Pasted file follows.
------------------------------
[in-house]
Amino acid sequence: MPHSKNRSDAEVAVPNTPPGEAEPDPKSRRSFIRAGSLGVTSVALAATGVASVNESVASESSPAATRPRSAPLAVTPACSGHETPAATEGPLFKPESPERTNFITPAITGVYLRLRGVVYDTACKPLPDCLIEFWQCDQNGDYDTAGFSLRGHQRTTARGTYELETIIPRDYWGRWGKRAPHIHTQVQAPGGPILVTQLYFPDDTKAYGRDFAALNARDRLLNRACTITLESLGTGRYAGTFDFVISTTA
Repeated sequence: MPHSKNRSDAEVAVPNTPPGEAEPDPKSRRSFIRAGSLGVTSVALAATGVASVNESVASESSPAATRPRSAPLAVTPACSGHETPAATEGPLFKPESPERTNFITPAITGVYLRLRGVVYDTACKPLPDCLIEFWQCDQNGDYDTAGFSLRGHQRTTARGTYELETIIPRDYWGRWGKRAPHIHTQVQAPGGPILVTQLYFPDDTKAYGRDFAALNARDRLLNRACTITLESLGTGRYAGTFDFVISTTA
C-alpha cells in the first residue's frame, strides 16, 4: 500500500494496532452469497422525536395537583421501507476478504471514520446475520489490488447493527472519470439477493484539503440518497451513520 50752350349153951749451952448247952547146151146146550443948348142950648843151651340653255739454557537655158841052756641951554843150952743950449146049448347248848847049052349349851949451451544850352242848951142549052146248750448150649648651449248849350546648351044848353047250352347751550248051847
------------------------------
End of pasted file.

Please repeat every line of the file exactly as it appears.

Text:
[in-house]
Amino acid sequence: MPHSKNRSDAEVAVPNTPPGEAEPDPKSRRSFIRAGSLGVTSVALAATGVASVNESVASESSPAATRPRSAPLAVTPACSGHETPAATEGPLFKPESPERTNFITPAITGVYLRLRGVVYDTACKPLPDCLIEFWQCDQNGDYDTAGFSLRGHQRTTARGTYELETIIPRDYWGRWGKRAPHIHTQVQAPGGPILVTQLYFPDDTKAYGRDFAALNARDRLLNRACTITLESLGTGRYAGTFDFVISTTA
Repeated sequence: MPHSKNRSDAEVAVPNTPPGEAEPDPKSRRSFIRAGSLGVTSVALAATGVASVNESVASESSPAATRPRSAPLAVTPACSGHETPAATEGPLFKPESPERTNFITPAITGVYLRLRGVVYDTACKPLPDCLIEFWQCDQNGDYDTAGFSLRGHQRTTARGTYELETIIPRDYWGRWGKRAPHIHTQVQAPGGPILVTQLYFPDDTKAYGRDFAALNARDRLLNRACTITLESLGTGRYAGTFDFVISTTA
C-alpha cells in the first residue's frame, strides 16, 4: 500500500494496532452469497422525536395537583421501507476478504471514520446475520489490488447493527472519470439477493484539503440518497451513520 50752350349153951749451952448247952547146151146146550443948348142950648843151651340653255739454557537655158841052756641951554843150952743950449146049448347248848847049052349349851949451451544850352242848951142549052146248750448150649648651449248849350546648351044848353047250352347751550248051847